In this article I address the future of Jurassic Finds and also share some photos of my recent fossil hunting visiting Lyme Regis.
Jurassic Finds has hit another major milestone with over 2,000 views! Thank You!
On the 2nd of April 2018 research was published by Palaeontologists from the University of Edinburgh, Staffin Museum and the Chinese Academy of Sciences in the Scottish Journal of Geology. This research focused on the discovery and analysis of Sauropod and Theropod Dinosaur fossil footprints from the Mid Jurassic found in the Lealt Shale Formation at Rubha nam Brathairean (Brothers’ Point) on the Isle of Skye. This article will examine this discovery, the research that took place and what was found.
On the 5th of March 2018 avian fossil research led by Dr Fabien Knoll from the University of Manchester’s Interdisciplinary Centre for Ancient Life (ICAL) was published in the journal of Nature Communications. This research focused on the fossil discovery of a very young Enantiornithes, a prehistoric group of bird from the Early Cretaceous. This article will explain more about this discovery and its importance for understanding ancient avian development.
On the 21st of February research was published in the Journal of PLOS One about a new study on the influence of ground dwelling Birds speed and size on locomotion (walking & running) to help gain an understanding as to how Theropod Dinosaurs might have moved. 12 species of bird were recorded on specially built running tracks by researchers in Australia with computer models extrapolating the data. This article will examine this research and what it could mean for the future of Paleontology.
On the 8th of February research was published in the Journal of Science Advances about the K-T event (Cretaceous–Tertiary extinction event which killed the Dinosaurs). The research presented evidence for the global magmatism (activation of Magma around the world) as a result of the Chicxulub Meteorite impact. This article will examine this study and what it means for Paleontology.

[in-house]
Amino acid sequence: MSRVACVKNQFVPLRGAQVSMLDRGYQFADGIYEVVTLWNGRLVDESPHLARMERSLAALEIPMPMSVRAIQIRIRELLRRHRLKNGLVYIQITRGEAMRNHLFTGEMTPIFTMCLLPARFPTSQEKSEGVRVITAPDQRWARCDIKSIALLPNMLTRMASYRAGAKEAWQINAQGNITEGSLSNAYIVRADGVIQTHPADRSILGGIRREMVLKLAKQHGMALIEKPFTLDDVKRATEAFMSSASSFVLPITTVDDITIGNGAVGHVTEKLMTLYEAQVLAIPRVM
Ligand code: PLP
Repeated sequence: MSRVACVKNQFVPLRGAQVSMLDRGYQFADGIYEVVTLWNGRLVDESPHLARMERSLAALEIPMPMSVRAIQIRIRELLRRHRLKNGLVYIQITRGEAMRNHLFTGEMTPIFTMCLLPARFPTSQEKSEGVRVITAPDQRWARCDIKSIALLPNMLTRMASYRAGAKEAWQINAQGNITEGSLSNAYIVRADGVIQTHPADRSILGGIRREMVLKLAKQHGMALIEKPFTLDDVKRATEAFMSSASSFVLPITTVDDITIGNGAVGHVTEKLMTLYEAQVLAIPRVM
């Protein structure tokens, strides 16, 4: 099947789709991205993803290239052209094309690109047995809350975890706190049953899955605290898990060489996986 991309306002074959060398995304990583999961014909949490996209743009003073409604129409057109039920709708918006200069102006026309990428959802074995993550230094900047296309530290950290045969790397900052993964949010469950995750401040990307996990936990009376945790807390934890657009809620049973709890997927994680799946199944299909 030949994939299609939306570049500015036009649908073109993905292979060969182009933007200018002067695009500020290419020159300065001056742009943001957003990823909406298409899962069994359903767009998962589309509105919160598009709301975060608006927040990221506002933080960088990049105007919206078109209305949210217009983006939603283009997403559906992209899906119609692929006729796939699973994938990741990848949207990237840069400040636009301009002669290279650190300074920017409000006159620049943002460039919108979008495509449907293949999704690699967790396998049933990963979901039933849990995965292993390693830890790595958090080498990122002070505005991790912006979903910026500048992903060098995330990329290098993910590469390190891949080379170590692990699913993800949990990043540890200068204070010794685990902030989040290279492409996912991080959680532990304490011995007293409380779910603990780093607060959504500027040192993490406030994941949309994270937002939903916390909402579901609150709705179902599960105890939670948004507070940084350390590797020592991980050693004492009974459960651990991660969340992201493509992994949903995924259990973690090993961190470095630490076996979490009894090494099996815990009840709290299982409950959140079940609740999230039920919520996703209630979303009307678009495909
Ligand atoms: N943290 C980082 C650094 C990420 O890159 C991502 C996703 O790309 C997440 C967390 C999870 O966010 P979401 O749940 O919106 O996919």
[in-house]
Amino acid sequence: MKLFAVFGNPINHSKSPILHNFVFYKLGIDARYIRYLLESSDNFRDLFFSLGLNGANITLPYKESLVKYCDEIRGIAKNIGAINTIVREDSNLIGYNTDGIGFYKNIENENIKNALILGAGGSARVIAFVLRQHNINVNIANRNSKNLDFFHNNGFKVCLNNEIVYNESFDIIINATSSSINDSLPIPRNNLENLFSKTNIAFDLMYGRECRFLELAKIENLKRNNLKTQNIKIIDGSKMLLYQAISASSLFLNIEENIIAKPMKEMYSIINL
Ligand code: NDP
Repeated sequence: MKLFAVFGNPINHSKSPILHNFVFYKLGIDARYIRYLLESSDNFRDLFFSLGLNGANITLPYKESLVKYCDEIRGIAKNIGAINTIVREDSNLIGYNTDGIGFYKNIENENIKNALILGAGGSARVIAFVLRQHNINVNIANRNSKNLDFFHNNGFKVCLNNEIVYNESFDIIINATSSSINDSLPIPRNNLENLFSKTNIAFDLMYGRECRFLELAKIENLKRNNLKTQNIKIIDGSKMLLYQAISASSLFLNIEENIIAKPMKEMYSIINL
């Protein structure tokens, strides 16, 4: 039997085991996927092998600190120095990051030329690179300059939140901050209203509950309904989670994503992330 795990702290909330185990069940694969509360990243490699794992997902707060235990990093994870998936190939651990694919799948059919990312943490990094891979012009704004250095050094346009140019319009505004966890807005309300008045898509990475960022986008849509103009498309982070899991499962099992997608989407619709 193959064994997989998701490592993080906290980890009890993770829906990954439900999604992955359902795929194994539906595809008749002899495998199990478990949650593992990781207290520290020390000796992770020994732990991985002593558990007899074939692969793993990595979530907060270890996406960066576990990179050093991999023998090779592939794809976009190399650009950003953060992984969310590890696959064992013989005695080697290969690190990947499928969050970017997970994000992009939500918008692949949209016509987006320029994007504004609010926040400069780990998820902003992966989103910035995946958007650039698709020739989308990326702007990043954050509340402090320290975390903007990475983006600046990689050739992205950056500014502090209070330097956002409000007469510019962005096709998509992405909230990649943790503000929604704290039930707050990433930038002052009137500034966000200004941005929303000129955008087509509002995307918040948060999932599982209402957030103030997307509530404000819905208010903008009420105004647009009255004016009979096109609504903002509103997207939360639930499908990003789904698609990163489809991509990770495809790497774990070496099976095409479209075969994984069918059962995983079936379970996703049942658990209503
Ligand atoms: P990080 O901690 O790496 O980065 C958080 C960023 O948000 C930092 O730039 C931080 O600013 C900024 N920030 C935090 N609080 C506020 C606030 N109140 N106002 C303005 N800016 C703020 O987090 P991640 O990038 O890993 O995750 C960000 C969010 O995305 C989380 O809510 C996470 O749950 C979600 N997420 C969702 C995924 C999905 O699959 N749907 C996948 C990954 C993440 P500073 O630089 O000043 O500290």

On the 29th of January a new species of sauropod Mansourasaurus shahinae was announced to have been discovered by Palaeontologists in the Egyptian Desert. A surprising fossil find as North Africa is not well known for major Dinosaur discoveries, this article will examine this fascinating Dinosaur discovery and what the implications of this fossil find are for Palaeontologists in the North of Africa.
Jurassic Finds has hit a major milestone with over 1,000 views! An amazing achievement. Here in this article James shares his Thank You and what his hopes for the blogs development are over the coming year.
I just wanted to briefly write a quick article of Thanks to say ‘Thank You’ to those of you who have been interested enough to read Jurassic Finds and to follow the fossil discoveries I have covered this January. It has been a fantastic experience for me not only to share my passion for Dinosaurs and Fossils with you all but to help share the latest Paleontological discoveries through this blog.
I started this blog to inspire others and the reception I have received from people who have read the articles so far has been incredibly positive. Please by all means share this blog and its articles with fellow scientists, Palaeontologists, friends and family, anyone who is interested in Dinosaurs, Fossils and Palaeontology! I did not expect to reach 1,000 views so quickly so a massive ‘Thank You’ for your support and continued interest. Hopefully this mile stone will be beaten again in the near future! My hopes for this blog is to continue to expand, sharing and inspiring others to find out more about the latest Dinosaur discoveries around the world.
I will be getting to work on my fifth article this week, so keep an eye on Jurassic Finds for when it drops!
May amazing Fossil Discoveries long continue!
On the 15th of January Palaeontologists in China published an article in the Journal of Nature Communications about the discovery of a new Jurassic Dinosaur called Caihong juji. This new 161 million year old Theropod was covered in iridescent feathers and plumage on its head, wings and tail similar to that of today’s hummingbirds. This article will look at this new fossil discovery, examining why its feathers are special and why Caihong is such an unusual Dinosaur.
Scientists in Victoria, Australia have identified a new ornithischian (bird-hipped) Dinosaur called Diluvicursor pickeringi. First discovered in 2005 and from the Early Cretaceous it has recently been identified as a new Dinosaur. This article will explore more about this new find and what could be expected of future discoveries in the region. Continue reading “New Ornithischian Dinosaur Diluvicursor pickeringi identified in Victoria, Australia”